Though I never met him, I was sad to learn yesterday of the passing of Roger Tomlinson a couple of weeks ago. Though I never met him, it’s safe to say that I would not have the job I have today were it not for him.
You’re probably asking yourself: “Why?”, to which my response is “Roger Tomlinson is the father of GIS“.
A Geographic Information System (GIS) is essentially a specialized database systems that allow you to store, analyze and visualize data geospatially. When many people think of GIS, they envision a digital map like Google Maps, but digital maps are mostly a product of GIS.
Personally, I have a degree in geography and I specialized in GIS and remote sensing. My honour’s project was a bio-climatic, bio-physical resource assessment of the Niagara peninsula with a view to growing grapes. Had I used pre-GIS techniques to conduct that analysis, I probably would have used dozens of large transparent sheets, each of which would have had one of the factors I considered (e.g. soil type, slope, aspect, elevation) that I would have stacked on a giant light table so I could pick out the various combinations that were associated with places you could grow grapes. It probably would have taken several hundreds of hours to create all the sheets by hand and then many more to do the actual analysis by hand. Instead, I was able to create layers for each factor in my GIS, including drawing on some digital soil maps from the provincial government, and then conduct the analysis to identify the unique combinations of conditions using tools in the GIS.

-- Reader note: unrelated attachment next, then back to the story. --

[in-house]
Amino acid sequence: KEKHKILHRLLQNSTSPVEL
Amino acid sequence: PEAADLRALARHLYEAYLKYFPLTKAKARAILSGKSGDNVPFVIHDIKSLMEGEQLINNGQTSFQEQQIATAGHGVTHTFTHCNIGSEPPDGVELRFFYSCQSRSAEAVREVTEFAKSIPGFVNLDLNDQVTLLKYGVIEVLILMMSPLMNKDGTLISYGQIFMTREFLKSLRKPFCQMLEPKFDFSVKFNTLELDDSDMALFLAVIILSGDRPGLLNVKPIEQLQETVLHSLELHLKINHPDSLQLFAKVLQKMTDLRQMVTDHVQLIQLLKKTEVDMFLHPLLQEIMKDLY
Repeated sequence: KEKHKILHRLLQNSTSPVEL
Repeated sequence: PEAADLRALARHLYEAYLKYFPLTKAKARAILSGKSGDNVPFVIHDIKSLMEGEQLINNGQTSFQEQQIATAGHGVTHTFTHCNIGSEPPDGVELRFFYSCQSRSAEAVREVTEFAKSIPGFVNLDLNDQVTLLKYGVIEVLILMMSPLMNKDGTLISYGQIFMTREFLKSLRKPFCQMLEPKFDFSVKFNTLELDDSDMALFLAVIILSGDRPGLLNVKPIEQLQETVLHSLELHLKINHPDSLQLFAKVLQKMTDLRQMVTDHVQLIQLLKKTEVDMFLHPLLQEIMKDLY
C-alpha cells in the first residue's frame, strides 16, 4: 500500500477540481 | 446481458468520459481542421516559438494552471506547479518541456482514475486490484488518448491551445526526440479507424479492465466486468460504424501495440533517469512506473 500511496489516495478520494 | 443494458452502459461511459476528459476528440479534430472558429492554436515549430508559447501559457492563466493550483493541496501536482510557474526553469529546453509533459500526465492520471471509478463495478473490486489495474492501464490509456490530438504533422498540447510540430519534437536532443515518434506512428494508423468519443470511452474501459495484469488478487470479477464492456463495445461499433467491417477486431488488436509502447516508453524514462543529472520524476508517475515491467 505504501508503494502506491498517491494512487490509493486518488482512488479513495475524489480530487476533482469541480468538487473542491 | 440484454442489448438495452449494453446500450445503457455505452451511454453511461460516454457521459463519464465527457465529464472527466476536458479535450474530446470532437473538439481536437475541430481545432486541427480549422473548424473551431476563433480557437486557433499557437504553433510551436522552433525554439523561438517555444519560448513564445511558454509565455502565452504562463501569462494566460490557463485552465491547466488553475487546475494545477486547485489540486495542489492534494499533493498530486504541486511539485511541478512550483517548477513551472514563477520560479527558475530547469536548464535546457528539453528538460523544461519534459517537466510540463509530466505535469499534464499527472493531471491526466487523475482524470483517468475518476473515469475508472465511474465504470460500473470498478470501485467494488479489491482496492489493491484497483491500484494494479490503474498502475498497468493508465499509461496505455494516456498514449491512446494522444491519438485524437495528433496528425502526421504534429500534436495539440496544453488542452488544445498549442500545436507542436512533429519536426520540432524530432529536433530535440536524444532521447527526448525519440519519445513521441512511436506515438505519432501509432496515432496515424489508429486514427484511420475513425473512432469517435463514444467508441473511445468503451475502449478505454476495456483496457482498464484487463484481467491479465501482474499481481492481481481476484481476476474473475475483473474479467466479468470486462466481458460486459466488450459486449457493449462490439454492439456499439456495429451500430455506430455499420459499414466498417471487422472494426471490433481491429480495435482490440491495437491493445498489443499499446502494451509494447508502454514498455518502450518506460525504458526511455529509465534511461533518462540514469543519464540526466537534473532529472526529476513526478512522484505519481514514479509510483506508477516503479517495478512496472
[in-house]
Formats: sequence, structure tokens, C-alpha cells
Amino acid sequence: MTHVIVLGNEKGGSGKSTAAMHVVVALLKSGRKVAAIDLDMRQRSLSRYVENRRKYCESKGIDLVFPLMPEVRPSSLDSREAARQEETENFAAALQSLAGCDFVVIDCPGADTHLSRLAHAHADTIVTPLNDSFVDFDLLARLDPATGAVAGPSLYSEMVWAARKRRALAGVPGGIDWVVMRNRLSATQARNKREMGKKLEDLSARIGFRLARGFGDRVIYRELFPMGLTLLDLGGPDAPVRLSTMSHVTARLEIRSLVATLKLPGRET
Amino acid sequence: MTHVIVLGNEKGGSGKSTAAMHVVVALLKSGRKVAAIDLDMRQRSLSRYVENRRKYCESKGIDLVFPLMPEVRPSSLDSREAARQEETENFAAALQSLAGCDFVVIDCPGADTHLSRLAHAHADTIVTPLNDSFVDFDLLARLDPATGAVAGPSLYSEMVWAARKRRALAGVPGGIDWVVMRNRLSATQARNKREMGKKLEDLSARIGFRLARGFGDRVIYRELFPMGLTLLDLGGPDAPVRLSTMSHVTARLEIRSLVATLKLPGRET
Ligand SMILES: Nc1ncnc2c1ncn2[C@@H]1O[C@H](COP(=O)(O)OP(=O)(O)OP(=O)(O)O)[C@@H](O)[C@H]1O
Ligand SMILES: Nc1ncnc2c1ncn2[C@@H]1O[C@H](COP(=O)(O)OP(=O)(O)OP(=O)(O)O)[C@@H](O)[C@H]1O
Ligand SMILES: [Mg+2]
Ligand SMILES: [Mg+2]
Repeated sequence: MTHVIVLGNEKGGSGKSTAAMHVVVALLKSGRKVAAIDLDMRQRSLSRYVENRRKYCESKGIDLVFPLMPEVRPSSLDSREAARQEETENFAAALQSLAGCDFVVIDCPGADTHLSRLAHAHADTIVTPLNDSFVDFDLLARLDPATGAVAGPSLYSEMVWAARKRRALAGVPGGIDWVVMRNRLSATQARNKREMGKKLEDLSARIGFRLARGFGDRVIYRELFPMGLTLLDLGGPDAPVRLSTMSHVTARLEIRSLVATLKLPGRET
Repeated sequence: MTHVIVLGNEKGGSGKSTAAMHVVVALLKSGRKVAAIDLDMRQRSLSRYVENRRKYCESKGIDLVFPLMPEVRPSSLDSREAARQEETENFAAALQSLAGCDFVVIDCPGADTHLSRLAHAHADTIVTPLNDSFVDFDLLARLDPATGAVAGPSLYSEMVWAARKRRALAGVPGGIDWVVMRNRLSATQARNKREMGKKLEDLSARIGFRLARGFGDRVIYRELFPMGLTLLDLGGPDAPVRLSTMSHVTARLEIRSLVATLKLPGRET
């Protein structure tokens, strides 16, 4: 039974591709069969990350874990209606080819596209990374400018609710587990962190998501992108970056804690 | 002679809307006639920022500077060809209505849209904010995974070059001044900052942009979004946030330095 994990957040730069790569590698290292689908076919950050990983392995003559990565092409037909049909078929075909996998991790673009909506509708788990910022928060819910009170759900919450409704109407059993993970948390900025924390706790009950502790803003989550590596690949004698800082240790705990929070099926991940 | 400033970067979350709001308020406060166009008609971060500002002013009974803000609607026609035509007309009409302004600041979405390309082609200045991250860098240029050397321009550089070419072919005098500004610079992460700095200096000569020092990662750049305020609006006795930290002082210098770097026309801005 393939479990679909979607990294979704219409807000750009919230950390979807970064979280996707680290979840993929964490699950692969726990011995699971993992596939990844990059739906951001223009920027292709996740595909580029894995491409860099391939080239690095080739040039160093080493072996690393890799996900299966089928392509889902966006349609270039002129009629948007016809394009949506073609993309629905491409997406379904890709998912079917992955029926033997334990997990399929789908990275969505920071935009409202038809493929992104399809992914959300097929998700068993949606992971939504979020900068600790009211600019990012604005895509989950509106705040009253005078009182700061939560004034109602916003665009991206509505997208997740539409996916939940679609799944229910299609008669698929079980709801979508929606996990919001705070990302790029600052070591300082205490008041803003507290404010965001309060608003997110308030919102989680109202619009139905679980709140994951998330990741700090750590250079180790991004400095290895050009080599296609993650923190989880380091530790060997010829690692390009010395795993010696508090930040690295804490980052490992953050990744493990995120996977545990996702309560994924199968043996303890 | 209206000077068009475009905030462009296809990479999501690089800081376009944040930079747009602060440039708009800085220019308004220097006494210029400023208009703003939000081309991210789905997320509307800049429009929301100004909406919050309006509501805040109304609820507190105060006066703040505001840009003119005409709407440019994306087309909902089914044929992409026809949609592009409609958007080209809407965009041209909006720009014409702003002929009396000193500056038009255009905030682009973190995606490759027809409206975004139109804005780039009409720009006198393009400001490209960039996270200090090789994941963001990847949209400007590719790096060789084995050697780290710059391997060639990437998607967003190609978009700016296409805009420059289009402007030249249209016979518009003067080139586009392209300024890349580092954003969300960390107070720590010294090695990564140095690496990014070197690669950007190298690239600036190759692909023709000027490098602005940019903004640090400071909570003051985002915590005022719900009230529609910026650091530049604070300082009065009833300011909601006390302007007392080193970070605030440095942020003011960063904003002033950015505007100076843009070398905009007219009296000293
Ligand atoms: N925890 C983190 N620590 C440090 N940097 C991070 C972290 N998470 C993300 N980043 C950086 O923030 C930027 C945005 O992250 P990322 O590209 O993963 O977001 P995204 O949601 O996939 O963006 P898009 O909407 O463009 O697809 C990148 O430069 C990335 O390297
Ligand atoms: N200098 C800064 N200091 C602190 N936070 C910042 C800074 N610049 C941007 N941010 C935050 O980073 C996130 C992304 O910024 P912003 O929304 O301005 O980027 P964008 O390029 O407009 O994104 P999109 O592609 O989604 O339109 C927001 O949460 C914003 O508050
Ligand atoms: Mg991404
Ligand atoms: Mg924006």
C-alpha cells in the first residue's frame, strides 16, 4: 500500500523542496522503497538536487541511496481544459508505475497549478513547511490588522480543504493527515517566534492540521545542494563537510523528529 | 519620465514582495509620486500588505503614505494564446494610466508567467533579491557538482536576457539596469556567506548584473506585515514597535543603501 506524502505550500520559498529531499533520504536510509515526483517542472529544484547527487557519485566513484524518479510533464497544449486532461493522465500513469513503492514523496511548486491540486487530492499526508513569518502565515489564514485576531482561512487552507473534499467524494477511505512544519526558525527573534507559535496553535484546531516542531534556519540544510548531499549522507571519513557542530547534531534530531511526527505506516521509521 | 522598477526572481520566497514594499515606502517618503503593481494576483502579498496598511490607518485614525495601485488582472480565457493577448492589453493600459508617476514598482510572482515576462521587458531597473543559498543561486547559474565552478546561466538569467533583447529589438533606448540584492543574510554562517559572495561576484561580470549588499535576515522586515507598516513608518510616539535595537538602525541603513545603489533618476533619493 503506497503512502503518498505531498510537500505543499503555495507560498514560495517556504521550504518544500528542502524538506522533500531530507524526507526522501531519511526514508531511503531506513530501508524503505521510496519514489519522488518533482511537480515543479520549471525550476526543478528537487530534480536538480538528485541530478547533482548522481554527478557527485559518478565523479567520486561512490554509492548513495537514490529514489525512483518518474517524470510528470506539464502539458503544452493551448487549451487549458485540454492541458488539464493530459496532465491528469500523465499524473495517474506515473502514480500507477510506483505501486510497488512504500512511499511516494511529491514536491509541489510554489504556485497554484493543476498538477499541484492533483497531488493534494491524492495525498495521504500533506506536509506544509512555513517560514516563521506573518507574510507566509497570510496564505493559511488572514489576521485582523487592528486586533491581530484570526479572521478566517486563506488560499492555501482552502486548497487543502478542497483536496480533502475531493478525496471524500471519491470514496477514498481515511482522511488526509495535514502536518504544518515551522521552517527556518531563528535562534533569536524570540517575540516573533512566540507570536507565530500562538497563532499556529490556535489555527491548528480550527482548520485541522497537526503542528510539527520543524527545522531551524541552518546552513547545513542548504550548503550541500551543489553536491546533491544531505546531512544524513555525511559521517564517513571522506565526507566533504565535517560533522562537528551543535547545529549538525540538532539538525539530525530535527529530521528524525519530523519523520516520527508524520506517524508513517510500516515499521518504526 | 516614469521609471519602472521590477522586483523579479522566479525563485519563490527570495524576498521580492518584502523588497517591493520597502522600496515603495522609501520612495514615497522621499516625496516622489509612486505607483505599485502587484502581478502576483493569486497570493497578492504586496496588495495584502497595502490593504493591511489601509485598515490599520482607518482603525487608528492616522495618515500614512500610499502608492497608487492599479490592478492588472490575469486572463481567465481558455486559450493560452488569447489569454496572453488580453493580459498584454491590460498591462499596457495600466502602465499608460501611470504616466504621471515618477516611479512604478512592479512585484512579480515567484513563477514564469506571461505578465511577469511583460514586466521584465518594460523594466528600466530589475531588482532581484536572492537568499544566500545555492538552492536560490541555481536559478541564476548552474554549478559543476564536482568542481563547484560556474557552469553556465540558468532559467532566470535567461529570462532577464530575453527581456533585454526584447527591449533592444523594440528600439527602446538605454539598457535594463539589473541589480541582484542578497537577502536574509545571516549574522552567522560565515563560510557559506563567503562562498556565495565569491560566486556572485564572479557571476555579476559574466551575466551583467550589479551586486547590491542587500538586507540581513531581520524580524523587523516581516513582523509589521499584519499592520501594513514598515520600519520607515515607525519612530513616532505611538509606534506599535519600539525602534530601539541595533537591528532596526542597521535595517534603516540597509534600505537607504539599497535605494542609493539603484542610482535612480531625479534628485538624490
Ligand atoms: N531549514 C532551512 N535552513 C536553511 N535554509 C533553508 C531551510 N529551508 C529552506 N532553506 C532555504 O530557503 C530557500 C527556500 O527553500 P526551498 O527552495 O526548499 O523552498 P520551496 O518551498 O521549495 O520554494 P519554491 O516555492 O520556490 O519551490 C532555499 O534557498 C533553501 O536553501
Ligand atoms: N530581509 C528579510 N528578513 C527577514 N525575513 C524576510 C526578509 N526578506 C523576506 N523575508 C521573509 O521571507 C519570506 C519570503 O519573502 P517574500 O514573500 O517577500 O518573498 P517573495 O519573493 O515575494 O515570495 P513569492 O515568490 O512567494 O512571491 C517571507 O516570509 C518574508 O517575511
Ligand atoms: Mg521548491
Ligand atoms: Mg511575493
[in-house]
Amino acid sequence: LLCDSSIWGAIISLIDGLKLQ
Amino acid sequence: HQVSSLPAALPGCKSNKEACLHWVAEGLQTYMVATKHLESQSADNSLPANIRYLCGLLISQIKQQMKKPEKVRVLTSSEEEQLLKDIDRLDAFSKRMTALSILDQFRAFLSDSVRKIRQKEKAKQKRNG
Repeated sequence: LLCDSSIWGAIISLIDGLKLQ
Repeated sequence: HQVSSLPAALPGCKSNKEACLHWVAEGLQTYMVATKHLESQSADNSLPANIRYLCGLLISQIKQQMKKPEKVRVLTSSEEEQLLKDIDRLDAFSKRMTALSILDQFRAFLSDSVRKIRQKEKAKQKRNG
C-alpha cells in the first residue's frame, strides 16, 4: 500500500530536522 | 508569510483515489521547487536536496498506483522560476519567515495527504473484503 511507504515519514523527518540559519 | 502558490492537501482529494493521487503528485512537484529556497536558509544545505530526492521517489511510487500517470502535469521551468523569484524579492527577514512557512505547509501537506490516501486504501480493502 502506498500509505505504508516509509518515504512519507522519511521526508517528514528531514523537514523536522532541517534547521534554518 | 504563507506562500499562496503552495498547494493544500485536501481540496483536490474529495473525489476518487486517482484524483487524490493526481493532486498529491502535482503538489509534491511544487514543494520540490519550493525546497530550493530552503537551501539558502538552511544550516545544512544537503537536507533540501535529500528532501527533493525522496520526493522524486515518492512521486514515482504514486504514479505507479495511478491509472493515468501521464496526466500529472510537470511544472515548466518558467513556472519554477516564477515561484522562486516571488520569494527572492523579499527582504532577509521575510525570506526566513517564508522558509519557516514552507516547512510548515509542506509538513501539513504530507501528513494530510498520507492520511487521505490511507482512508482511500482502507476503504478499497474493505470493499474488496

Since graduation, I have worked in a number of jobs along the way that have involved GIS, prior to landing in my current job where I am an analyst. Even today, though most of my analysis is performed using high-end statistical programs such as SAS, I still use a GIS to tease out the spatial relationships between in my data to see if people’s behaviours are tied to where they live as opposed to other factors, something that would be difficult to do without a GIS.
And as a contibutor to OpenStreetMap, I help to update and maintain an open source digital map of the world, which couldn’t exist without his ground-breaking work in the 1960s when he essentially created the Canada Geographic Information System for the government of Canada along with Lee Pratt, the data from which can still be found in GeoGratis today.
It’s probably safe the most Canadians’ lives are affected by his legacy, whether it’s the navigation apps on their smartphones, the GPS in their car, the natural gas heating their homes that was found by geologists using GIS, or the map on a real estate website they used to find a new home. Geographic information system technology is so pervasive and fundamental that without it the world we live in would be a very different place. And I almost certainly wouldn’t have the job I have today.
Rest in peace, Roger Tomlinson.